Hutchinson, who has most recently been a tactician on the Farr 40 circuit, said he is using this Melges 24 campaign to get himself back into the swing of driving a boat. This summer, he’ll be helming a Quantum sponsored TP 52 on the Med Cup circuit.
From 2003 until early 2007, Paul Callahan was flat on his back and unable to sail. A top Paralympic sailor, medical issues kept him away from the sport. He got back in a boat in early 2007, and judging by his performance at the St. Pete NOOD he has quickly regained his touch. Sailing in a mixed 11-boat fleet that included top Paralympic teams from Great Britain and the United States, a couple of youth teams from St. Petersburg YC, and a handful of able-bodied teams, Callahan won five of eight races. His only significant slip came in the second of three races on Sunday when he ran into a fleet of larger boats coming off the starting line and had to take evasive action. That dropped him almost to last, but he ground back to sixth for the finish.
“I think it takes a while to catch a groove, but I think we’ve been pretty on our game for the past six months and we’ll continue to try to improve,” said Callahan. “Winning a regatta, such as an able-bodied regatta is always a wonderful thing. Not only for me, but for all disabled people and able-bodied people. You can leave the wheelchair at the dock.”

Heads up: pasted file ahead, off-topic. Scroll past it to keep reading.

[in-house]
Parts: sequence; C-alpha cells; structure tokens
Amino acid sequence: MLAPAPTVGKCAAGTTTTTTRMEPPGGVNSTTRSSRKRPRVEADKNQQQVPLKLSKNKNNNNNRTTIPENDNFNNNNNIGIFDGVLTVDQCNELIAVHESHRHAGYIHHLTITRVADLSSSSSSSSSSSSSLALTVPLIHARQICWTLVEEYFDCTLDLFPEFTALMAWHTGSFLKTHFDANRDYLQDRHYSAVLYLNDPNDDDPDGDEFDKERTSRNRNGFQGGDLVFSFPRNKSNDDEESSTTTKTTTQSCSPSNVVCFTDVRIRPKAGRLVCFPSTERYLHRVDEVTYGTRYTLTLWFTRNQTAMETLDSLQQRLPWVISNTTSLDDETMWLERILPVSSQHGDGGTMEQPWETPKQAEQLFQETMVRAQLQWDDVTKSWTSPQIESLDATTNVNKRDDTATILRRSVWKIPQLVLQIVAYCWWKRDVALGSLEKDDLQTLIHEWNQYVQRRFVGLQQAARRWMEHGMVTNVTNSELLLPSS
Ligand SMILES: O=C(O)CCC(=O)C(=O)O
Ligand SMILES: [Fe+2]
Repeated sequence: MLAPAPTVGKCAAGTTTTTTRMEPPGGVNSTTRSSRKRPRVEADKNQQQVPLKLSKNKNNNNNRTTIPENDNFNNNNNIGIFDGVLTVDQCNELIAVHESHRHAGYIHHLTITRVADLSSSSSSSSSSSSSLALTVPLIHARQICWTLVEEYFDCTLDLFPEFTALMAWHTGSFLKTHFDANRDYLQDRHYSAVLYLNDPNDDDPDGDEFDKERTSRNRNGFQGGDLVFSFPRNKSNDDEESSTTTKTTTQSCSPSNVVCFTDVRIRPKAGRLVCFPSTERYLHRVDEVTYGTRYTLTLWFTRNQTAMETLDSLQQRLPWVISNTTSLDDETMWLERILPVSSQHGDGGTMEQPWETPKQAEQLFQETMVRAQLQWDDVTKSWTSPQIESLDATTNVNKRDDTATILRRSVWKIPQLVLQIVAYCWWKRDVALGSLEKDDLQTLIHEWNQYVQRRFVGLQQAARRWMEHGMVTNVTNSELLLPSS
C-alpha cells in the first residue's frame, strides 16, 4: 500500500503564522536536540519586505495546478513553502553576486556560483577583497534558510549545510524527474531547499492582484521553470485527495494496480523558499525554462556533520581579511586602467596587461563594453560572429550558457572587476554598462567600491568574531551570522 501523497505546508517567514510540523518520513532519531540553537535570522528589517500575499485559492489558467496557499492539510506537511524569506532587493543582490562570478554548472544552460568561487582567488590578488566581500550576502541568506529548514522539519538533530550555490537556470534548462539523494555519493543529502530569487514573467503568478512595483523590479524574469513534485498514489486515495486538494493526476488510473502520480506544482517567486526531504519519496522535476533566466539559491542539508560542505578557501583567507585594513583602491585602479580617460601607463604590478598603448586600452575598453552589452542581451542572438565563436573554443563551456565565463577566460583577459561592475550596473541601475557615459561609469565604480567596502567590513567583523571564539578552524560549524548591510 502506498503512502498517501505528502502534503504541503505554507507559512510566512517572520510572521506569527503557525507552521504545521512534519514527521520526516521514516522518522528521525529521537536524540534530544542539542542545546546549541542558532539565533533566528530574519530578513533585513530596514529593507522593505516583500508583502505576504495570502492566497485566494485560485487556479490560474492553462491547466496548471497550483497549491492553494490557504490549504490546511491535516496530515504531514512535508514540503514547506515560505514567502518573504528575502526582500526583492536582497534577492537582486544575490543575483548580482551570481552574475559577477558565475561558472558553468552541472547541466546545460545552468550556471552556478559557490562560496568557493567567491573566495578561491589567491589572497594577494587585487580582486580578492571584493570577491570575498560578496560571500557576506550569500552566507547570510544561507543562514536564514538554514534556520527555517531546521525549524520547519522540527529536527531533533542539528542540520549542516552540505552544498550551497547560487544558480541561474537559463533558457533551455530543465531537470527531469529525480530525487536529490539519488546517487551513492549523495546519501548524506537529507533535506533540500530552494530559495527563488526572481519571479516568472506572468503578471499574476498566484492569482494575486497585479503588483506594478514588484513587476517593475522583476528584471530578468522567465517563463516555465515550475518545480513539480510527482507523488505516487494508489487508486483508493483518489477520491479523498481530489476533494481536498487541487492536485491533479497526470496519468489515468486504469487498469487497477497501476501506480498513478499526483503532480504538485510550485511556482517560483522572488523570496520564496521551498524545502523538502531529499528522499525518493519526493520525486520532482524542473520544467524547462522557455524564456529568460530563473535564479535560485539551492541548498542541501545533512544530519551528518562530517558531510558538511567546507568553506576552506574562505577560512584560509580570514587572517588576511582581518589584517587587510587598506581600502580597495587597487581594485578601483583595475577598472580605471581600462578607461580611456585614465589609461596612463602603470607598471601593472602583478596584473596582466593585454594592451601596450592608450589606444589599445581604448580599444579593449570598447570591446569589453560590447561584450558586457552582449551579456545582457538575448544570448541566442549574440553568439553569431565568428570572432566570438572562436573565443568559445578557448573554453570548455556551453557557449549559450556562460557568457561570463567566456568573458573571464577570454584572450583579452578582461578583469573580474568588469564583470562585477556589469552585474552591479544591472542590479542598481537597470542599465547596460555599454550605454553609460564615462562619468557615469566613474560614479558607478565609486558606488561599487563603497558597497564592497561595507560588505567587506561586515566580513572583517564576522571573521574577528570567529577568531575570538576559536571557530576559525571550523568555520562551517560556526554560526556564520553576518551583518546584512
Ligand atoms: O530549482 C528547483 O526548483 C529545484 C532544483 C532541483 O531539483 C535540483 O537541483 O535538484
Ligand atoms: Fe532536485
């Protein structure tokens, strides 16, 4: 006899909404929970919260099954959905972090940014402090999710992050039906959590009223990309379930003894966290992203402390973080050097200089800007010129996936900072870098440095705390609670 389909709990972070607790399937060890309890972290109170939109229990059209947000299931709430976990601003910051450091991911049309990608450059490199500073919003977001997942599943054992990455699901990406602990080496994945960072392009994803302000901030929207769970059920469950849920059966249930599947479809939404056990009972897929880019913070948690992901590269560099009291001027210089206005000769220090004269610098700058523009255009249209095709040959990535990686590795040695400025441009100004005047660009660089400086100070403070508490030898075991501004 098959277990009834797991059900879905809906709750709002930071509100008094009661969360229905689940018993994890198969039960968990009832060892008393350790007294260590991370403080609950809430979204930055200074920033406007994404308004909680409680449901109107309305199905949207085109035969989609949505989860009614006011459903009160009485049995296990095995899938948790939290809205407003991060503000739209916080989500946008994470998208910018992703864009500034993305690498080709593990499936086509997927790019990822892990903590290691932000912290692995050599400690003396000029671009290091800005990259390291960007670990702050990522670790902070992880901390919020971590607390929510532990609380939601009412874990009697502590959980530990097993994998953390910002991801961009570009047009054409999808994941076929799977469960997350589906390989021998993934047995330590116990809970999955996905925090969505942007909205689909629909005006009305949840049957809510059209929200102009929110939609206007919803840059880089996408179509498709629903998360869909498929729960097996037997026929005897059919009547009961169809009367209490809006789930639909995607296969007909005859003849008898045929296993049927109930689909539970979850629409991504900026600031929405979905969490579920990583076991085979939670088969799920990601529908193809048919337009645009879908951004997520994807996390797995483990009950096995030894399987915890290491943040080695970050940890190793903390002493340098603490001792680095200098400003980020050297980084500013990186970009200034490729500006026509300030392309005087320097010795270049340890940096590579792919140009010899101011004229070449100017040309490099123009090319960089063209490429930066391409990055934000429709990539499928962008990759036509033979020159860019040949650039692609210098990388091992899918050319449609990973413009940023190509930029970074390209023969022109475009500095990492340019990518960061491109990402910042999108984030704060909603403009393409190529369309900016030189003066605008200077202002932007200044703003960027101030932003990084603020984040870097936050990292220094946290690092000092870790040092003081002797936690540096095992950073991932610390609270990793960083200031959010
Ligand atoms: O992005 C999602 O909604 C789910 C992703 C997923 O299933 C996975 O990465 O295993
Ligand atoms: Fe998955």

When asked what was most important over the past three days, Callahan had this to say:
“It was a combination of just being patient and sailing intelligently. We ended up with all kinds of conditions and you had to pick your spots and understand the intricacies of the tuning of the boat, which is very important. But patience is just such a big virture in sailing.”
In Callahan’s case, so is perseverance.
The Sperry Top-Sider St. Petersburg NOOD Regatta was the first of nine to be held in 2008 around the country. The next stop is San Diego, in mid March.